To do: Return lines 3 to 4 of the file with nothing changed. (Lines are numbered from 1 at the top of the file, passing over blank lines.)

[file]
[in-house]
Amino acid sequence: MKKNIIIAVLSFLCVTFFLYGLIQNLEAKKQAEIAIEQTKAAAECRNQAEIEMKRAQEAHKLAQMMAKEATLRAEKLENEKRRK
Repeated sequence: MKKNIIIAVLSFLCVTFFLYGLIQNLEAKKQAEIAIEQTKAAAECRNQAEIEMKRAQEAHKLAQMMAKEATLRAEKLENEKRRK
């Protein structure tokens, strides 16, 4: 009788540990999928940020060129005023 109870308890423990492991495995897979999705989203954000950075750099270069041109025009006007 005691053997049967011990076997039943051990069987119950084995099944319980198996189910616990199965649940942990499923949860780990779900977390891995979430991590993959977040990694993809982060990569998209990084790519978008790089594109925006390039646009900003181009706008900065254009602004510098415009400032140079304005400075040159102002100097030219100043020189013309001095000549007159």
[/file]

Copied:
Repeated sequence: MKKNIIIAVLSFLCVTFFLYGLIQNLEAKKQAEIAIEQTKAAAECRNQAEIEMKRAQEAHKLAQMMAKEATLRAEKLENEKRRK
């Protein structure tokens, strides 16, 4: 009788540990999928940020060129005023 109870308890423990492991495995897979999705989203954000950075750099270069041109025009006007 005691053997049967011990076997039943051990069987119950084995099944319980198996189910616990199965649940942990499923949860780990779900977390891995979430991590993959977040990694993809982060990569998209990084790519978008790089594109925006390039646009900003181009706008900065254009602004510098415009400032140079304005400075040159102002100097030219100043020189013309001095000549007159």